Twenty-year-old Cesilia Aguilar’s path to Wilbur Wright College and her future career wasn’t always so certain. But becoming a student at Wright has helped her decide on a future she thinks will be fulfilling, will inspire her siblings, and will support her entire family.

Cesilia began college at a four-year university in Illinois, but she couldn’t afford to finish. She ended up leaving with a $28,000 balance that she had to pay out of pocket.

That experience led Cesilia back to Wright College, where she had previously been dually enrolled as a high school student at Phoenix Military Academy. After returning to Wright, Cesilia learned she would be receiving a scholarship.

“I was able to obtain the Star Scholarship,” she said. “After that, I’ve experienced nothing but opportunity after opportunity after opportunity at this school.”

The Star Scholarship covers books and tuition for City Colleges students who meet certain criteria, including graduating from Chicago Public Schools with a 3.0 GPA.

Cesilia worked hard. Not only was she in school full-time, but she was also working mornings and nights to pay off her balance from her previous school and taking care of her 16-year-old, 6-year-old, and 3-month-old siblings.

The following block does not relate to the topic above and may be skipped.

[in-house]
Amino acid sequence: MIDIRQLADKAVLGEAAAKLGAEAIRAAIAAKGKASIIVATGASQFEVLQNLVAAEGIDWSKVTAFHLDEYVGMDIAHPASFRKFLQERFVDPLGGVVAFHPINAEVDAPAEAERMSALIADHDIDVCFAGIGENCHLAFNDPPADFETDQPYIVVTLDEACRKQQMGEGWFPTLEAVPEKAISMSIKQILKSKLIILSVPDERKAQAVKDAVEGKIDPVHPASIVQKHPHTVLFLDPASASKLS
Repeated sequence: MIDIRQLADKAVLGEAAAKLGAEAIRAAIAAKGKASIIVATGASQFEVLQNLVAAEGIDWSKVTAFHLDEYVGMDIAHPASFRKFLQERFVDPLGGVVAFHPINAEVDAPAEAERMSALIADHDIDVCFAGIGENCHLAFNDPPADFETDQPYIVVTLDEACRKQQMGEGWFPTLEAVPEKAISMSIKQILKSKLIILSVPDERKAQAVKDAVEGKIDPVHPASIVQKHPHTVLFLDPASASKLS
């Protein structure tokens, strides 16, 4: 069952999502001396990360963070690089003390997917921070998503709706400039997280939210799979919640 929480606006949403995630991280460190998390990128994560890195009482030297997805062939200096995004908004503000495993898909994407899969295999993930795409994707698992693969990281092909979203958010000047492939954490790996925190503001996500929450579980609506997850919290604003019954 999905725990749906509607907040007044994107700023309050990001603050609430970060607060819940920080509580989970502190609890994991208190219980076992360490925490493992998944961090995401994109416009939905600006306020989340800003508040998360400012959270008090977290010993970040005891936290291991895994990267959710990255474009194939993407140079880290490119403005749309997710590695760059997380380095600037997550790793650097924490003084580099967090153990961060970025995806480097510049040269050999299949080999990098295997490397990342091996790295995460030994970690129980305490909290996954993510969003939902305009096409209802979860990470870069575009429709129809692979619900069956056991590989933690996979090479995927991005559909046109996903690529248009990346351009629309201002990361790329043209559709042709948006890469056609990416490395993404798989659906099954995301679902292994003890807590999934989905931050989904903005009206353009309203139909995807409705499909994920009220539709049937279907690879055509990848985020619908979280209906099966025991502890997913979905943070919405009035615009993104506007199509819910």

Still, Cesilia pushed forward. She’s now on track to graduate with her Associate of Applied Science. After graduation, she plans to transfer to UIC to study biological science. Cesilia thanks one of her biology professors, Dr. Alicia Anzaldo, for helping her realize her passion.

“She changed my whole perspective of what I wanted to do,” Cesilia said.

Initially, Cesilia wanted to be a mortician, but after witnessing Dr. Anzaldo’s love of biology and dedication to her students, she changed her course of study. The decision put Cesilia on a path of opportunities she’d only dreamed of. She now participates in a program at UIC for City Colleges students that gives participants hands-on experience working in a lab and logging data.

Cesilia is also thinking about her long-term goals. She wants to study animal science at UIC, which would allow her to do two things she loves: work with animals and work in a lab. Additionally, she wants to be the first person in her family with a bachelor’s degree and a master’s degree. One day, she’d even like to lead an exhibition.

“I grew up in poverty,” Cesilia explained. “My main goal was to find a job to make money and support my siblings. My parents don’t have a retirement fund, so I would be the sole caretaker.”

She also feels hopeful knowing there are more and more women of color working in science, as well as more Spanish speakers and bilingual people in general. She felt pride when she connected with another Spanish speaker who was doing lab work at UIC.

“For the first time in my internship, I saw a woman in the lab and a woman who spoke the same language I did,” Cesilia said.

Cesilia has big dreams, and she’s excited about the possibilities her schooling and future career will open up for her and her family. She’s most proud to set an example for her younger sister that a career in science is possible for her, too.